By Harry Holbrook
When Ian Jacobs took on the role of Vice Chancellor in 2015, students and staff were prepared to give him a year to assess and respond to the changes facing the UNSW community initiated by his predecessor, Fred Hilmer. 2016, however, was to be the year that Jacobs would begin to shape the University based on his own unique vision for its future.
Instead, what we’ve seen is a deliberate and firm attempt by Jacobs to further commit the university to a more palatable, but not substantively different, version of Hilmer’s vision for a corporatised UNSW. This vision puts the reputation and financial success of the University at the forefront. The Chancellor is intent on creating a degree factory, that ignores the needs of staff and students and fails to recognise UNSW’s fundamental role in shaping the future of our society. Jacobs has fallen into a disappointing trend of economic rationalism and has made clear his own ideological support for Hilmer’s corporatised UNSW.
On climate change, sexual violence on campus, and the standards and structure of the University’s education model, Jacobs has put the business interests of the University before the interests of students, staff and the wider community. On the environmental front for example, Jacobs has engaged in greenwashing, launching the Climate Change Grand Challenge initiative and celebrating the climate change research of academics at UNSW. This is done, however, merely to appease the public and absolve the University from the need to commit to any serious action to reduce the impacts of climate change.
After 3 years of campaigning by Fossil Free UNSW, students occupied the Council Chambers in April calling for the university to divest in fossil fuels. Jacobs’ reaction was to send an email to the entire staff and student body rejecting divestment stating that “the University will not adopt a political stance”. The reality is that continued investment in fossil fuels is in itself a political stance. One which places profit before the future of people and the planet.
Under Jacobs’ leadership, the university has also resisted taking meaningful action against sexual violence on campus, despite the highly publicised incident of students at Baxter College singing a rape chant. Although Jacobs was quick to condemn the actions of the Baxter students and has personally been involved in Universities Australia’s Respect. Now. Always. campaign, it appears that no significant changes have been made to UNSW.
Survivors of sexual assault are still expected to report to an ill-equipped Student Integrity Unit that also deals with allegations of academic misconduct. Alternatively, they can submit a “complaint” where they are asked what steps they have taken to “resolve [their] concerns”. Perhaps most disturbingly, only two Baxter students faced disciplinary action for their misconduct.
In relation to changes to the education model at UNSW, a Heads of Agreement was signed by the University of Sydney and UNSW to merge Sydney College of the Arts with UNSW Art and Design, essentially closing SCA with very little or no student consultation at either university. An organised campaign by student activists scared UNSW out of the agreement, though the University of Sydney remains committed to closing the Rozelle campus and moving SCA to Camperdown. Rumours remain of a merger between UNSW Art & Design and the National Art School in Darlinghurst.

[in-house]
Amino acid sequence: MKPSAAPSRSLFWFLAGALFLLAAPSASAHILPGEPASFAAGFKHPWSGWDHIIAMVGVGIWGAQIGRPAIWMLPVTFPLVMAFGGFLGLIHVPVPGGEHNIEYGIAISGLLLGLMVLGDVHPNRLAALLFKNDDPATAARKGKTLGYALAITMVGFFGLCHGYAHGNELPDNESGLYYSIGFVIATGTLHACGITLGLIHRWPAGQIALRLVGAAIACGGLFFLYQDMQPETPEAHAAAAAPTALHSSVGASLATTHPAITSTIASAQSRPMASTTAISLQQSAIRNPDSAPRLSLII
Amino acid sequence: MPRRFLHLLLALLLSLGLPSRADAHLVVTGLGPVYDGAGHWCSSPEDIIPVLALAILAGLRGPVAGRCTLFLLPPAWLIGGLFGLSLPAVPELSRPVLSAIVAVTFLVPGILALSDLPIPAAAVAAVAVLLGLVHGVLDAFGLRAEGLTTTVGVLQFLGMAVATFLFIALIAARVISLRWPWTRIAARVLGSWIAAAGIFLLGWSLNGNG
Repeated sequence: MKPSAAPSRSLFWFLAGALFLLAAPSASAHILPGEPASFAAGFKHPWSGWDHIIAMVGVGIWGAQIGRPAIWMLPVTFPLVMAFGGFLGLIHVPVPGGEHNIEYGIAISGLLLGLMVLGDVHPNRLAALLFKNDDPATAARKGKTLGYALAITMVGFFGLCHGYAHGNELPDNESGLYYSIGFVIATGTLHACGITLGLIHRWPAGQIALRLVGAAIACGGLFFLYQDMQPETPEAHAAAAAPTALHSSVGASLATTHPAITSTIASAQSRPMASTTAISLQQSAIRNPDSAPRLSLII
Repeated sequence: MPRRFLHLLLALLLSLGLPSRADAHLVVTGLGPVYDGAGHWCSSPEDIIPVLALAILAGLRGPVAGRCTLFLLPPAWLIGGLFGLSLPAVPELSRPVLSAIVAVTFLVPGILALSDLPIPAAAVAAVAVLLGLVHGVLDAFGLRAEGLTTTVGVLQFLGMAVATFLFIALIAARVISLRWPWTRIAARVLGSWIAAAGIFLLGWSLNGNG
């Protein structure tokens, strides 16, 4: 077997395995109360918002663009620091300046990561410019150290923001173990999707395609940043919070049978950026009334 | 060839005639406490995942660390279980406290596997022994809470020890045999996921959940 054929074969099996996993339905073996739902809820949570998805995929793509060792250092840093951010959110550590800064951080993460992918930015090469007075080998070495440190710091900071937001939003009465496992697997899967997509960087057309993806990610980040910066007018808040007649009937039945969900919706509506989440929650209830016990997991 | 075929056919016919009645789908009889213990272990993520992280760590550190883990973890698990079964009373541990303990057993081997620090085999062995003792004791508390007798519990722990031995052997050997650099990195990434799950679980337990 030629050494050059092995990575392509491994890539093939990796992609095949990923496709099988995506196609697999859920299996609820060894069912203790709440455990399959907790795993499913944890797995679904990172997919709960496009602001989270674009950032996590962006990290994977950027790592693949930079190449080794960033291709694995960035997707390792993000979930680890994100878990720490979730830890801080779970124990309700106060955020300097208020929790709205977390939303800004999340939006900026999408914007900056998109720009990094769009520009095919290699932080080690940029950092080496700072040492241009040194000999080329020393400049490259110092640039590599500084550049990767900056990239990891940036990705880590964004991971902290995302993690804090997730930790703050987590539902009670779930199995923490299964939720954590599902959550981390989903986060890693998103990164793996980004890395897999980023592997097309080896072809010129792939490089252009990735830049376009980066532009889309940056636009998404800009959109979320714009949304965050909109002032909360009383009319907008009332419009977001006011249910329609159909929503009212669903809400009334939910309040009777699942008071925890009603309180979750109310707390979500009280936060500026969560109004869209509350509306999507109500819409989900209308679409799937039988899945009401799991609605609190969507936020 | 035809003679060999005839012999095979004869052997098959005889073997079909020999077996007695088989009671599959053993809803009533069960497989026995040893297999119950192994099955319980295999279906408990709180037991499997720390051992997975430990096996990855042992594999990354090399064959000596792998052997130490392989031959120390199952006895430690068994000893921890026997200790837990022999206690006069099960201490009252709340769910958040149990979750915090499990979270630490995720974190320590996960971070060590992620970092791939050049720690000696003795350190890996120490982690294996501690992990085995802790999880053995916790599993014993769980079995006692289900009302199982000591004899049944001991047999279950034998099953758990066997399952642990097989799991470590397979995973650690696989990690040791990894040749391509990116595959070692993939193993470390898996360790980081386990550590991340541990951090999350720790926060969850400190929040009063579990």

Simultaneously, plans for a trimester model originally flagged in the 2025 Strategic Plan have been further pursued by Jacobs with the release of the proposed UNSW3+ Model in September. This ignores well founded criticisms made by the National Tertiary Education Union about the impact of trimesters on the quality of education, staff working conditions and student outcomes. At the University of Technology Sydney, students have complained of feeling “ripped off” by the trimester model, and have been critical of the increased stress caused by the increased pace of learning. The same fate awaits students at UNSW.
In connecting these issues, we see the broad commitment made by Ian Jacobs to a corporate agenda, where UNSW is a business providing a product for students, rather than a bedrock of our society. It hasn’t always been this way, nor does it have to be. Education can, and should be, a public good rather than a desperate cash grab by the university. The introduction of trimesters and the merging and closing of faculties is demonstrative of a desire to cut the costs of education, whilst still charging students the same fees. The deliberate refusal to consult and engage in transparent decision-making positions students as customers, rather than stakeholders. The response by Jacobs to calls for action on climate change and sexual violence, has placed the reputation of the university ahead of the interests of students and the community. Naturally, this has resulted in marketing-focused awareness campaigns, rather than the serious action necessary to properly address both issues.
To ignore the connections is to ignore the reality—that Ian Jacobs remains wholly committed to a corporatised UNSW that churns students out for profit, whilst protecting its own reputation, failing to commit to the safety of students on campus or addressing the significant social changes that we face.